Noel Biderman, Ashley Madison's 'King Of Infidelity,' Says He Doesn't Cheat

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SAN DIEGO - Touting himself as the "The King of Infidelity,'' the founder of the adultery site Ashley Madison built his livelihood around the unconventional philosophy that cheating is a natural part of married life - yet he says he is a devoted husband, and his wife of 12 years says she would be devastated if he was unfaithful.

Noel and Amanda Biderman say they do not practice what they preach but simply are smart entrepreneurs seizing an untapped market.

"I am printing money, I don't deny it,'' Biderman told the New York Daily News in 2014. "That's what happens when you build a taboo-focused business.''

Their privately held Toronto holding company, Avid Life Media Inc., grossed $115 million in earnings last year, according to tax documents and figures shared by Biderman with Forbes.

Now divorce lawyers are preparing for a potential bonanza from the site's massive breach that released the information of its subscribers.

It's a problem the Bidermans say they have never had to confront because they are in a monogamous relationship, but they recognize others do not have that and there is money to be made from infidelity.

The couple, who have two children, say there's nothing wrong in running a site that allows married people who want to cheat to connect with others seeking an affair. Users pay a fee each time they send a message to a potential lover.

They turned down a request by The Associated Press to be interviewed for this story but have spent years appearing on TV talk shows and making other media appearances to promote their site.

The company says in a statement the hackers should be judged, not Ashley Madison and its roughly 39 million customers. The hackers have accused the company of filling the site with fake profiles and extorting fees for wiping profiles that were never truly deleted.

The company has said it is working on beefing up its security protocol.

"Regardless of the nature of the content, our customers, this company, and its employees are all exercising their legal and individual rights, and all deserve the ability to do so unhindered by outside interference, vigilantism, selective moralizing and judgment,'' the company said. "The individual or individuals who are responsible for this straightforward case of theft should be held accountable to the fullest extent of international law.''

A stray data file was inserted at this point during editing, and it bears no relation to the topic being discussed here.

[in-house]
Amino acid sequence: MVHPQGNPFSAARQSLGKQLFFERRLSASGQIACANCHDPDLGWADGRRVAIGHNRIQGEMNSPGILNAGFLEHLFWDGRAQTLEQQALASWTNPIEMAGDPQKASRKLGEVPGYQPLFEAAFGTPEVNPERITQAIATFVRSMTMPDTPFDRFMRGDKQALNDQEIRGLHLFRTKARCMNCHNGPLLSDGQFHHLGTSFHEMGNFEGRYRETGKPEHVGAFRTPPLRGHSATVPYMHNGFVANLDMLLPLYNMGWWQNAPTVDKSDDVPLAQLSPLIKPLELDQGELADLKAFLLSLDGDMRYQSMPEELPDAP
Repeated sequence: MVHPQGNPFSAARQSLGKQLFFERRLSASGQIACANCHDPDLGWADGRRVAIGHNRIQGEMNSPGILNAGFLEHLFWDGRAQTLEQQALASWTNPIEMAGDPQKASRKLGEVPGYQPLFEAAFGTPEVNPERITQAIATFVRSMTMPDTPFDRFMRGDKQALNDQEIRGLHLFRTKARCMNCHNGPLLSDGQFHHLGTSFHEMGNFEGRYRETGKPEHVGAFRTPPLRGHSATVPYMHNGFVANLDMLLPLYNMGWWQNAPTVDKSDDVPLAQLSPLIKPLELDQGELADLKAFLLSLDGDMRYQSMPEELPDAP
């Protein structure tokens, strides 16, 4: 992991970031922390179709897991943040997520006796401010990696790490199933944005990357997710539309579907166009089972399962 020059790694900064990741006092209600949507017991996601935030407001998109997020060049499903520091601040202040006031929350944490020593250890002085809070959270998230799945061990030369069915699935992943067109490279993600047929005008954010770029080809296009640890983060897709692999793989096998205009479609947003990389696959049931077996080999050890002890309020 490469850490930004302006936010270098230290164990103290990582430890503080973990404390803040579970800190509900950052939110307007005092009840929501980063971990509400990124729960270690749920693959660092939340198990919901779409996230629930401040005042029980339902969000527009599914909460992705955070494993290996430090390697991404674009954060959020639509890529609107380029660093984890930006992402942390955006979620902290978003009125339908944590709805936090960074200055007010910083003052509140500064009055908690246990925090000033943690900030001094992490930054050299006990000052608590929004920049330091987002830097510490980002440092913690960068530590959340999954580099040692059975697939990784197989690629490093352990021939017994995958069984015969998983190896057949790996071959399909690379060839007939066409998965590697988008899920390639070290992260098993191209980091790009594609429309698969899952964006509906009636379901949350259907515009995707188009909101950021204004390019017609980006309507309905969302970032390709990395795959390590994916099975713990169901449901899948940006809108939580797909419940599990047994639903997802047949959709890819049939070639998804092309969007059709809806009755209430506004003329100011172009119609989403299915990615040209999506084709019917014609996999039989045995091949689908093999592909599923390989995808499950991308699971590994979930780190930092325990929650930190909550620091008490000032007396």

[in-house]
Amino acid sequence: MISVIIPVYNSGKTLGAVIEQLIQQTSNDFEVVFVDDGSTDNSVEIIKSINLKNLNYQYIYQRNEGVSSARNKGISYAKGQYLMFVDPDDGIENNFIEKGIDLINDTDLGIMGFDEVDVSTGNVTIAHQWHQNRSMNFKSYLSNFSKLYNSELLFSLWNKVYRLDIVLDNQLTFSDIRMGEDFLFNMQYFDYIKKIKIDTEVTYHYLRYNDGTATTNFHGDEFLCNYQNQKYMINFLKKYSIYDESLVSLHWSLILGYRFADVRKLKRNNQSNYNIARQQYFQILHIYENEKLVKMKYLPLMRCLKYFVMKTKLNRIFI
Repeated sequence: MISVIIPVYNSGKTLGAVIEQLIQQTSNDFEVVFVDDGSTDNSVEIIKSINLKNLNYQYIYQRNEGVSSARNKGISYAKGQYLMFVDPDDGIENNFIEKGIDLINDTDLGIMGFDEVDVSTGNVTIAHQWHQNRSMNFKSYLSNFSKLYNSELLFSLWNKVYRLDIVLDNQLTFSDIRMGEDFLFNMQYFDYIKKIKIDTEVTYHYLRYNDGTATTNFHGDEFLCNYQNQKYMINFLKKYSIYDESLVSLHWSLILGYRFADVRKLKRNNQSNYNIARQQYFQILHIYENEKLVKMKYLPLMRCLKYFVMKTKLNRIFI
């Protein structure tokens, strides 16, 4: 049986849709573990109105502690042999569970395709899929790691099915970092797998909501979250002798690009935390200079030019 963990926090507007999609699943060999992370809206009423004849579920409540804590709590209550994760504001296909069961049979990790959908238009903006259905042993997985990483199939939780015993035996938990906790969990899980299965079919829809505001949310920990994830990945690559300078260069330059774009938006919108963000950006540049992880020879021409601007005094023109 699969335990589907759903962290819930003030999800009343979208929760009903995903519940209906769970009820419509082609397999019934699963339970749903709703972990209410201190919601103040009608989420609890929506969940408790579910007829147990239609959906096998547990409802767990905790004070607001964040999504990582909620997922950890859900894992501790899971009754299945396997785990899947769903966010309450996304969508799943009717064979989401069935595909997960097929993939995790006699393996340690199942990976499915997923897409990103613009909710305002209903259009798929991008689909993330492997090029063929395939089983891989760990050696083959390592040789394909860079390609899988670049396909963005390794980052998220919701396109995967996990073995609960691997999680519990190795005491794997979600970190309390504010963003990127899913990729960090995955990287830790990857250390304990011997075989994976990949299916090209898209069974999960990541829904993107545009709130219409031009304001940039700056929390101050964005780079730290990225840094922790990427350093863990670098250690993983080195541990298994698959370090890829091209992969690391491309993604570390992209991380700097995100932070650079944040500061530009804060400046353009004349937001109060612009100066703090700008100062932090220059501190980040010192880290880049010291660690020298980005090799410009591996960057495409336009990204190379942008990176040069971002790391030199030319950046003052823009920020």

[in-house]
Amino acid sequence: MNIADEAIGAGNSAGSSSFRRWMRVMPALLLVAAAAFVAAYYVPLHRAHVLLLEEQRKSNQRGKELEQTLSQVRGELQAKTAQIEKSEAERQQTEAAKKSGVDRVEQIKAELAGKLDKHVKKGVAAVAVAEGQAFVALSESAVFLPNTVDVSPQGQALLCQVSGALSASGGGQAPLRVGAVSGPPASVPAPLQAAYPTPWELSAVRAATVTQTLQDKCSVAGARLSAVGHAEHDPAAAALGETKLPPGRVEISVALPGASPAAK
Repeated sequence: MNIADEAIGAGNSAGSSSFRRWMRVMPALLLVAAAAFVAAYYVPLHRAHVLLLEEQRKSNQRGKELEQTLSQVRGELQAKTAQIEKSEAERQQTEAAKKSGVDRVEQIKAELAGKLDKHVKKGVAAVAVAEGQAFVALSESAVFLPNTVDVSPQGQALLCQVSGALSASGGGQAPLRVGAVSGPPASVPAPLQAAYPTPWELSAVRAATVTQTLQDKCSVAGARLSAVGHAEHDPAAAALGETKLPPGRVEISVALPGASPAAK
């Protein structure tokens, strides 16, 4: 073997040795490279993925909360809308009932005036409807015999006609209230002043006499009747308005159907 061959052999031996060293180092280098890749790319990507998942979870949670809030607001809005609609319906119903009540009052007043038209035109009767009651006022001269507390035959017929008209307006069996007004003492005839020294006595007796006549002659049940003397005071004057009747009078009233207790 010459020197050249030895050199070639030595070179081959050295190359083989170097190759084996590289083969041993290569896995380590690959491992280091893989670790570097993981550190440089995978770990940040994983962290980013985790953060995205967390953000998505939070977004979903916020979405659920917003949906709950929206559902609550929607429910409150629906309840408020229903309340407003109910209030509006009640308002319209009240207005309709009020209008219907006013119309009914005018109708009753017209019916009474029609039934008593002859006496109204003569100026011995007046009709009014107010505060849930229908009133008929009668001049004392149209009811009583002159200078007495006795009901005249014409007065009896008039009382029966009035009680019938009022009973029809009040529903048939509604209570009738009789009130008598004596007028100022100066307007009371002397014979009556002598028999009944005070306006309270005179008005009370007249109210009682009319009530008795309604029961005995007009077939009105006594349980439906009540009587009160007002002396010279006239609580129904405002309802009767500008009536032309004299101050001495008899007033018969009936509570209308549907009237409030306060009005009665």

Noel Biderman has written books espousing his views on infidelity, including one published in 2011 entitled: "Cheaters Prosper: How Infidelity Will Save The Modern Marriage.''

"The reader will be transported to other cultures where infidelity is rampant and yet divorce is virtually non-existent,'' says the book's promotional material.

That theory may be put to its biggest test yet in the aftermath of the breach. Some lawyers predict they will be flooded with business, while New York divorce attorney Michael DiFalco says he believes there will be ``a dozen clients caught by text message for every client that might get caught this way.''

The Bidermans earned millions from running a dating service for cheaters, yet Amanda Biderman told ABC's "The View'' in 2013: "I would be devastated if (Noel Biderman) did it to me. But I would not blame a website. Ashley Madison is not creating cheaters. It is servicing a need that is there, that exists. And unfortunately, it exists. It's sad.''

Marriage and family therapist David Christopher of Solana Beach, Calif., said in his 25 years of counselling he has had numerous clients who have acted on such impulses in a moment of loneliness or sadness and caused a lot of pain.

Sites like Ashley Madison have capitalized on that human reality but that doesn't make it right, he said.

"Over the years, I've also known drug dealers who didn't do the cocaine they were selling, so wouldn't this be the same thing?'' he asked.

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